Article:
France: When democracy is a game of Russian roulette | Elections

Democracy has become a Russian roulette game. Once seen as a routine exercise of sovereign rights by peoples, free elections have now become a dangerous gamble, constantly in danger of taking power against freedom, against the people. owner.

After a decade of unprecedented expansion after the Cold War, liberal democracy has been attacked by populist and reactionary forces over the past few decades, from the birth of Vladimir Putin in 2000 to the rise of the Soviet Union. Donald Trump’s rise in 2016 and the rise of far right across both sides of the Atlantic.

In the process, an increasing number of countries, such as Hungary, Turkey, Austria, India and Brazil, among others, have turned towards charismatic authoritarianism and populist illiberalism. .

And this month, many fear France will follow.

But fortunately, France’s liberal democracy has survive presidential election, leaving much of Europe a sigh of relief. Well, at least for now, or until the next time or time after that, when the right can finally “smash the glass ceiling”, with dangerous implications for the continent and beyond.

By definition, a sigh of relief is a sign of distress; The louder the sigh, the greater the grief.

And the French, like citizens of other modern democracies, are so distressed today that they have come up with the reckless idea of ​​electing a far-right leader to the constitutionally powerful presidency. France.

Although the reasons for suffering and suffering can be tangible, such as job loss and constant social change, life in modern societies tends to grieve regardless of circumstances. prompting many to seek solace in tradition, religion and in the mythical past of glorious harmony. .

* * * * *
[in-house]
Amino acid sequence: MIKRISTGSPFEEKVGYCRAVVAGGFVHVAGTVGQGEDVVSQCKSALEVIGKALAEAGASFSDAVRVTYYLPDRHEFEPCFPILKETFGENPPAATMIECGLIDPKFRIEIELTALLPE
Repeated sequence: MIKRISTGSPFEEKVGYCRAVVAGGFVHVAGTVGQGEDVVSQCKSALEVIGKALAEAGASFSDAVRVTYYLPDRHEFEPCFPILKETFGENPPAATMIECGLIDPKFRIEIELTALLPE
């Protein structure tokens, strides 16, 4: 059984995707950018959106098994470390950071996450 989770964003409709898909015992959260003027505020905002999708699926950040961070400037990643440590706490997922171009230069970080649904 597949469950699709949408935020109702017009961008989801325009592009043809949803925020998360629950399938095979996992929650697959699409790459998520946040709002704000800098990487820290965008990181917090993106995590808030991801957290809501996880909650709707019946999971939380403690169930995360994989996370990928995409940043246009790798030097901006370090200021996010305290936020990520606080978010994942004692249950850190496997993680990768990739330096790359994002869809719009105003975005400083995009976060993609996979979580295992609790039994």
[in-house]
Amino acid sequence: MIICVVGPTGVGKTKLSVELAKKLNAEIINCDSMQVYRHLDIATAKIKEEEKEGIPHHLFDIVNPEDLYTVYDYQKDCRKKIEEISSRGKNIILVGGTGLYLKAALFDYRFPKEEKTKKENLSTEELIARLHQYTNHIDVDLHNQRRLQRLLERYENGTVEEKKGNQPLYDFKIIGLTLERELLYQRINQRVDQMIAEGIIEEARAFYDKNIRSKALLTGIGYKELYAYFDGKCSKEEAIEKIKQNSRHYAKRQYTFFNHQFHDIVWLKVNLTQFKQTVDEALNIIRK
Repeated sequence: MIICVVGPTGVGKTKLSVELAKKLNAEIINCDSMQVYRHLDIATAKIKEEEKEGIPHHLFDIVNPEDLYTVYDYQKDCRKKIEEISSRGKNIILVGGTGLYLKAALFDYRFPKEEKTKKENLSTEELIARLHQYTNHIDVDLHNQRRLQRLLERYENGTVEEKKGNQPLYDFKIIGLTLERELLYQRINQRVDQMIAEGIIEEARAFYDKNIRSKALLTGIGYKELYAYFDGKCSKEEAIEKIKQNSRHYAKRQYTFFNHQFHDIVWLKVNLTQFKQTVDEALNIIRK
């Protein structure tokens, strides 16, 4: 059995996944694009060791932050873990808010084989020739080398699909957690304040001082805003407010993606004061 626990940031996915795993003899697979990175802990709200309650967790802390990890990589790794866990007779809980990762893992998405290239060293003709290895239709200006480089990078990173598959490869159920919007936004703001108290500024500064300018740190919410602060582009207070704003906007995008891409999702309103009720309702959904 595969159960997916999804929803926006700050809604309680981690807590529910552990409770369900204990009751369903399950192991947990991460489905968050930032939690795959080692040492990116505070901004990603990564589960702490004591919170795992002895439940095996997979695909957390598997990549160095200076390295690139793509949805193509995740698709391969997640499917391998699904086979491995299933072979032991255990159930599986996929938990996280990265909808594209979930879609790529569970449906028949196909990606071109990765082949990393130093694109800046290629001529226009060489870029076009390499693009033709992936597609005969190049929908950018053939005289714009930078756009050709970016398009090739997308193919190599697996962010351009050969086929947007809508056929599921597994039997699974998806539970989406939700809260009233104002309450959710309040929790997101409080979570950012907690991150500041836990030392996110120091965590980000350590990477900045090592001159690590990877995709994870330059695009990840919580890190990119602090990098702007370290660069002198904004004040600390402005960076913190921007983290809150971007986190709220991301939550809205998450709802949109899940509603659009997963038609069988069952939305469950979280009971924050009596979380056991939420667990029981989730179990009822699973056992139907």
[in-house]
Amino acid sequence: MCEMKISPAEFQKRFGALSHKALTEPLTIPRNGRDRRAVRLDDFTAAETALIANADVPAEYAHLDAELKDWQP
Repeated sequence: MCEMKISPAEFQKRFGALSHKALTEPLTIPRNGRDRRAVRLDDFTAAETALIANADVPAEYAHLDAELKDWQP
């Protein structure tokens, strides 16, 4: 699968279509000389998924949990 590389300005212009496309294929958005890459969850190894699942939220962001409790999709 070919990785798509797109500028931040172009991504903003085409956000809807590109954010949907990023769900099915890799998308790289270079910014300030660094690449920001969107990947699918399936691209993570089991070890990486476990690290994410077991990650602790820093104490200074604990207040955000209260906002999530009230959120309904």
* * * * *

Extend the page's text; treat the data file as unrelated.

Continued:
Dissatisfied with the status quo and established parties, more than a third of eligible French voters did not vote or abstained, and two out of five voted. chose shamelessly to the anti-European, anti-liberal, anti-Muslim, let alone neo-Nazi, Marine Le Pen is president.

This is amazing. And it’s also inexcusable.

Incredibly, because despite the support of the entire French and European establishment, as well as most of the political parties and financial circles, Macron gathered relatively fewer votes than any other president. since 1965, or just 37.9% of voters.

No excuse, because the French should know better than blaming immigrants and minorities for their problems. Even if it could be explained, given the economic instability and national unrest, it certainly couldn’t be justified.

This is paramount because the French are both trendsetters and winners in Europe and the Mediterranean.

Together with the Germans, the French have united the continent more than ever in recent decades, making the European Union the most peaceful, prosperous, free and democratic bloc in the world.

And in the process, France has restored much of the international prestige lost in the world wars, seeing its geopolitical influence grow and multiply with the opening up of the world. expansion and consolidation of the EU.

And since the pandemic and its financial crises, France has performed better economically than most European nations, and the EU has done better than most other regions.

It’s a win-win equation by any definition. All of that adds up to more stakes for the mystery.